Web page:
TAX THE HEAT, Broken Witt Rebels, The Crimson Star @Slade Rooms, Wolverhampton 30/7/16


Wolves becomes a tax haven

Local boys The Crimson Star are no strangers to this stage. Indeed MV last saw them on it just a few months ago. Then their recent “Driven” EP was brand new, and the interim has seen them road test songs like the aggressive “Holy War” and the more hook infused “Mexicana” and there’s every sign that this is a band getting better and better. As if to prove that “Vanity Mirror” is a mighty fine effort, most probably to be the centrepiece of the next record, you’d guess. One of the best bands in the area is well set for a step up and add yet more fuel to MV’s theory that bad three piece bands don’t exist.

Broken Witt Rebels, by contrast are enjoying their first ever show in Wolverhampton. Odd really as they are from just down the road in Birmingham. For Luke Davis, the impressively hirsute bass player, this is a good thing. “We’ve been away a lot, and it’s great to hear some proper accents”, he smiles. He smiles a lot – blimey they all smile a lot – you would too if you’d got the hype and the press these guys had. First the UK now the world seems to be the general consensus, it’s easy to see why too. The “Georgia Pine” EP is choc full of arena filling sized hooks like those on “Getaway Man” and the passion with which singer Danny Core in particular delivers “Low” and the slow, deliberate and bluesy title track seems to indicate that they will give everything they have to get to the top. Like the first band BWR have taken advantage of a fertile period to air some new stuff, with the slinky “Turn Me On” perhaps the pick. Older material like “Howlin'” shows they’ve been writing this kind of stuff for a while, and the audience reaction to the closing “Guns” and “Shake Me Down” rather point out that they’ll be around for years.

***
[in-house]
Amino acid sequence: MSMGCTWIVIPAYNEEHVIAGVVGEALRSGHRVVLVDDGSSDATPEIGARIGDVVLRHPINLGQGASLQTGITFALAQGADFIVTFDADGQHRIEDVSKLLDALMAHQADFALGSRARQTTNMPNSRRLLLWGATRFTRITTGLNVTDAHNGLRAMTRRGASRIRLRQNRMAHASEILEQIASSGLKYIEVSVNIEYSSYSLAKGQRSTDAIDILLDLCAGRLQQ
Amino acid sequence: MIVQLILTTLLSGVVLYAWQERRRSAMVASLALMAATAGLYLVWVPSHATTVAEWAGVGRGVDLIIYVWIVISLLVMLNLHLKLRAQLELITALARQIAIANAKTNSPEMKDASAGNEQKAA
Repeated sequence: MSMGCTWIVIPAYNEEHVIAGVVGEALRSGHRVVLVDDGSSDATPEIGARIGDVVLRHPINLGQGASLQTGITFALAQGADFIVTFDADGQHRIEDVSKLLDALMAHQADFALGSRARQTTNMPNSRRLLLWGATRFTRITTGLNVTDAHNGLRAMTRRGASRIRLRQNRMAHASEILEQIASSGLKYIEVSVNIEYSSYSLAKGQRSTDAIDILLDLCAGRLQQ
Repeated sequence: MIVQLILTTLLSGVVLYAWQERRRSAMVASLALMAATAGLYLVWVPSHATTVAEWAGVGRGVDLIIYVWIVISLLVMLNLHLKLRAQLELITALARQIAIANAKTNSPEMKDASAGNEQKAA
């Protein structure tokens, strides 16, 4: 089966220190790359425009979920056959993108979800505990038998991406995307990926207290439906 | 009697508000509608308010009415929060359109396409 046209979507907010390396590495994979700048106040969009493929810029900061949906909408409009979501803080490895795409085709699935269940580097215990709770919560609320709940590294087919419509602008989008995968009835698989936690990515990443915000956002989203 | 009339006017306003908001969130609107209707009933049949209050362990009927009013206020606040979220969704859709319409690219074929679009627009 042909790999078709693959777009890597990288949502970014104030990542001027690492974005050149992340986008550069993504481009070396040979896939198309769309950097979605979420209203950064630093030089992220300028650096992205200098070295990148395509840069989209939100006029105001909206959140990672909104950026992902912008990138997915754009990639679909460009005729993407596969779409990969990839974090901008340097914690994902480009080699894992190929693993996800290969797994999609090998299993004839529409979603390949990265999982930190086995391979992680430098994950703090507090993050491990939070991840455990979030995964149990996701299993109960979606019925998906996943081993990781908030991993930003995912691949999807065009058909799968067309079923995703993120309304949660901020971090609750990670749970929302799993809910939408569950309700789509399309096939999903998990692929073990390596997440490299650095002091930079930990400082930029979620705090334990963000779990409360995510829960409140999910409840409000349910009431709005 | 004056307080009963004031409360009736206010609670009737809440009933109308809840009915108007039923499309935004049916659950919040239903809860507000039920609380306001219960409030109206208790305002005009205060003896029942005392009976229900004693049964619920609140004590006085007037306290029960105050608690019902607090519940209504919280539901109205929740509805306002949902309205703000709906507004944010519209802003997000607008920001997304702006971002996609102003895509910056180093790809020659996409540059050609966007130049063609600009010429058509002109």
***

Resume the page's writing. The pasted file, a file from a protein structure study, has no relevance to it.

Even Tax The Heat have history with the Slade Rooms. “Three years ago,” offers singer Alex Veale, “we were here with The Union, just excited to be on our first tour. Now we are headlining…..” He trails off, as if he can’t believe it, but then they too have stuck out new material this year and constant touring has seen their profile rise.

In contrast to the other bands, TTH managed a full-length and “Fed To The Lions” is a mighty fine record. As you’d expect most of the set is from it and it crackles with life. “Stood On The Platform To Leave” is transformed from album track to show opener with ease, and “Learn To Drown” screeches into view as if it’s got business to attend to at a million miles an hour. The ones you’d except to be superb, like “Animals”, “Caroline” and “Devil’s Daughter” are just that, and when they take a trip back to that first EP its for a funky, soulful “Summer Girls”.

“Some Sympathy” puts them squarely in singalong territory, as their ambitions clearly switch from being the support to the bonafide main act, so much so that they afford themselves an encore after “Highway Home” which includes “Brand New Cadillac” by the Clash, and if the suspicion has long been that there is more to Tax The Heat than simple hard rock then things like that are why there is clearly more to come.

All three bands here have ambitions to move on. There’s a couple who look destined for very big things indeed.

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